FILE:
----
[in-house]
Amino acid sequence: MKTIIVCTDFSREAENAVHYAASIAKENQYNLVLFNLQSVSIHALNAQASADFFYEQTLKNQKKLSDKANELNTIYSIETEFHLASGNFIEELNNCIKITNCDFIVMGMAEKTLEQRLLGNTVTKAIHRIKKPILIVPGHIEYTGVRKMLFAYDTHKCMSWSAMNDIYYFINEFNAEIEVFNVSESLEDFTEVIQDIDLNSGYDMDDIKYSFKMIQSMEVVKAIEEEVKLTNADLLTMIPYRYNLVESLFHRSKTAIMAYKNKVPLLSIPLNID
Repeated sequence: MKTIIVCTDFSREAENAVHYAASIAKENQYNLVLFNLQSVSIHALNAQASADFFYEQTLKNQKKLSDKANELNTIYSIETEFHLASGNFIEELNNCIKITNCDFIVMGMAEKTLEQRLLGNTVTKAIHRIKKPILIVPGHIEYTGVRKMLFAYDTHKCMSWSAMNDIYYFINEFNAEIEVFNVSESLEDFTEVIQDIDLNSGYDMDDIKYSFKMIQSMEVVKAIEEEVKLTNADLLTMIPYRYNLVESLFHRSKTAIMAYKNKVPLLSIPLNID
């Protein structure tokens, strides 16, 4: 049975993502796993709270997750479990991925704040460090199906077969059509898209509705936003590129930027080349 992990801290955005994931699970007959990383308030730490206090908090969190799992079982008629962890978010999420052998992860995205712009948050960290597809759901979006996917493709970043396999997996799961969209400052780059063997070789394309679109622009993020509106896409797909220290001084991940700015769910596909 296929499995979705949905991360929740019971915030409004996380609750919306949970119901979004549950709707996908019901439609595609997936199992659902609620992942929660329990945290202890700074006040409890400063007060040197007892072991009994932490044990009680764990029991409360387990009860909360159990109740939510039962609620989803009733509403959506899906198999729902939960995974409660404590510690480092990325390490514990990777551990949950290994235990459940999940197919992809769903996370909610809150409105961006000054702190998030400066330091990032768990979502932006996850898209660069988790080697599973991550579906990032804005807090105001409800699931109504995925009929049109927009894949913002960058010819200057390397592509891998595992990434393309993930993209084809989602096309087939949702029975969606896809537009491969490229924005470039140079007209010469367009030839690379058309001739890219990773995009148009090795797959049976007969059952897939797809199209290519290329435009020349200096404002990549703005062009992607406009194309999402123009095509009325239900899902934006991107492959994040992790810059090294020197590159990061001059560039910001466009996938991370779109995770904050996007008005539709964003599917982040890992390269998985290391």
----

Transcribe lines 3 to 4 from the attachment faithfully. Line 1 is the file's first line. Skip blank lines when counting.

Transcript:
Repeated sequence: MKTIIVCTDFSREAENAVHYAASIAKENQYNLVLFNLQSVSIHALNAQASADFFYEQTLKNQKKLSDKANELNTIYSIETEFHLASGNFIEELNNCIKITNCDFIVMGMAEKTLEQRLLGNTVTKAIHRIKKPILIVPGHIEYTGVRKMLFAYDTHKCMSWSAMNDIYYFINEFNAEIEVFNVSESLEDFTEVIQDIDLNSGYDMDDIKYSFKMIQSMEVVKAIEEEVKLTNADLLTMIPYRYNLVESLFHRSKTAIMAYKNKVPLLSIPLNID
């Protein structure tokens, strides 16, 4: 049975993502796993709270997750479990991925704040460090199906077969059509898209509705936003590129930027080349 992990801290955005994931699970007959990383308030730490206090908090969190799992079982008629962890978010999420052998992860995205712009948050960290597809759901979006996917493709970043396999997996799961969209400052780059063997070789394309679109622009993020509106896409797909220290001084991940700015769910596909 296929499995979705949905991360929740019971915030409004996380609750919306949970119901979004549950709707996908019901439609595609997936199992659902609620992942929660329990945290202890700074006040409890400063007060040197007892072991009994932490044990009680764990029991409360387990009860909360159990109740939510039962609620989803009733509403959506899906198999729902939960995974409660404590510690480092990325390490514990990777551990949950290994235990459940999940197919992809769903996370909610809150409105961006000054702190998030400066330091990032768990979502932006996850898209660069988790080697599973991550579906990032804005807090105001409800699931109504995925009929049109927009894949913002960058010819200057390397592509891998595992990434393309993930993209084809989602096309087939949702029975969606896809537009491969490229924005470039140079007209010469367009030839690379058309001739890219990773995009148009090795797959049976007969059952897939797809199209290519290329435009020349200096404002990549703005062009992607406009194309999402123009095509009325239900899902934006991107492959994040992790810059090294020197590159990061001059560039910001466009996938991370779109995770904050996007008005539709964003599917982040890992390269998985290391």